New House Oversight chairman casts wide net in targeting Obama regulations

Rep. Darrell Issa (R-Calif.) has asked a wide spectrum of business interests to target Obama administration regulations this year, according to a full list of those contacted by Issa, which was obtained by The Hill.

Issa, the new chairman of the House Oversight and Government Reform Committee, sent a letter to 150 companies, trade associations, think tanks and scholars in mid-December asking them to come up with a list of the most onerous existing and proposed regulations that are hurting job creation and economic growth.

The full list includes broad trade groups like the U.S. Chamber of Commerce, National Association of Manufacturers and Financial Services Roundtable, as well as Fortune 500 companies such as Exxon Mobil, Bayer and the Ford Motor Co. 

Issa also wrote to groups with more specialized interests, such as the Association of Pool & Spa Professionals, the Fertilizer and Salt Institutes, the Kitchen Cabinet Manufacturers Association and the Color Pigments Manufacturers Association.

The vast assortment of business interests on the list demonstrates Issa’s determination to come up with as many regulations as possible to consider rolling back. 

Democrats and campaign finance watchdogs, according to opponents, have criticized the letter for a number of different reasons. Watchdogs have focused on the fundraising ties between the businesses and Issa, while Rep. Elijah Cummings (D-Md.), the ranking member on the panel, has criticized the GOP for abandoning middle-class families in favor of moneyed special interests.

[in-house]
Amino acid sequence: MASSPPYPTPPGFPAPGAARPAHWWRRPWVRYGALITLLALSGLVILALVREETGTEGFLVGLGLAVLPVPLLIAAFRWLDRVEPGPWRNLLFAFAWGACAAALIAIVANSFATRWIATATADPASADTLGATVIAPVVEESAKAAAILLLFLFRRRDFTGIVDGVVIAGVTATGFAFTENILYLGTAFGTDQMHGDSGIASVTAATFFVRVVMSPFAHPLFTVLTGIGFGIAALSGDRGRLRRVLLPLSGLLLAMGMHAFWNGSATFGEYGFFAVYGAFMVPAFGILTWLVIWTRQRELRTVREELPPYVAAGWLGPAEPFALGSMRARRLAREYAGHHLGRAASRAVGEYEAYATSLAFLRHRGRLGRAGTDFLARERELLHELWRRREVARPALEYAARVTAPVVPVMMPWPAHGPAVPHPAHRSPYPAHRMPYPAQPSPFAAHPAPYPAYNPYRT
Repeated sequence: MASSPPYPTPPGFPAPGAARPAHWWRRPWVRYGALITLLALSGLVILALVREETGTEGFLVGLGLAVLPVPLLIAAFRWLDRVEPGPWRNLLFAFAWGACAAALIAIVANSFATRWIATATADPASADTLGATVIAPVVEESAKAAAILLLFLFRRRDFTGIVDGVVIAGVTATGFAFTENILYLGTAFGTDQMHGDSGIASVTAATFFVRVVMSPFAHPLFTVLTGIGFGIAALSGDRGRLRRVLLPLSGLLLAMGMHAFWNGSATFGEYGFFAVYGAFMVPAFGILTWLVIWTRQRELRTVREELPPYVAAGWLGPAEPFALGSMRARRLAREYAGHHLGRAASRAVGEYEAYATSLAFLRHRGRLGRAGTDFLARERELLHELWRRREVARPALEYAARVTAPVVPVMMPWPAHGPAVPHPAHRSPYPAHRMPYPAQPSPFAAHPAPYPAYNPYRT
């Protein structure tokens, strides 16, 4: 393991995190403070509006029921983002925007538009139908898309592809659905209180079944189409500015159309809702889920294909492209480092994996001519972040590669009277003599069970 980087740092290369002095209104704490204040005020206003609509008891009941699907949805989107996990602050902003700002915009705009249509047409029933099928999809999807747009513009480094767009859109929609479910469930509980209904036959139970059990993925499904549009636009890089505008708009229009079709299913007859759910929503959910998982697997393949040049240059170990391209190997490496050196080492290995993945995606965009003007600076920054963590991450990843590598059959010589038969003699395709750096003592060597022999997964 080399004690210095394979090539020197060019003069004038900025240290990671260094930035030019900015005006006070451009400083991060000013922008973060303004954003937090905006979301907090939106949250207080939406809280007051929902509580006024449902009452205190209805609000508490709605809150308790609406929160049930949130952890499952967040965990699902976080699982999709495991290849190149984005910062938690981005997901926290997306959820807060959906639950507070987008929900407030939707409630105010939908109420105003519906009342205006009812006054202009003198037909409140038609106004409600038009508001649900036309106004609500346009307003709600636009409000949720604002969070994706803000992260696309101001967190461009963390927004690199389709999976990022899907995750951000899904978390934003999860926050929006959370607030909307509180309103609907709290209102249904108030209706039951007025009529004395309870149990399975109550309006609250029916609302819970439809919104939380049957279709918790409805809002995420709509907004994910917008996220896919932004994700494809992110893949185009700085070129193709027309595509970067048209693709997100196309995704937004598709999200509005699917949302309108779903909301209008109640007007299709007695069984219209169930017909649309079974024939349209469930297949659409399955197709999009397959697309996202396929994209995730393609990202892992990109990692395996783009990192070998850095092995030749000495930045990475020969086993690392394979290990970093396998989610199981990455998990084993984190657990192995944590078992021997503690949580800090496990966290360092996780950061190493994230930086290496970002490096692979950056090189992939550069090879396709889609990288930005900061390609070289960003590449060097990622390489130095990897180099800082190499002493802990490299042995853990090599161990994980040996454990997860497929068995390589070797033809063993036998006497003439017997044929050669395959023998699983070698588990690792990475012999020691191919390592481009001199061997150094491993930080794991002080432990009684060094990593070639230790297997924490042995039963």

“Inviting businesses to tell us what they want us to do as opposed to protecting the American people certainly gives me great concern,” Cummings said Tuesday on MSNBC’s “Hardball.” 

Most of the companies that received the letter have given millions of donations to Republican and Democratic candidates for office. 

Issa has received $80,000 in donations from the groups on the list over the past decade, but the bulk of those contributions come from just eight entities, according to an analysis by The Hill. The figure does not factor in individual donations from executives and employees of the companies and associations.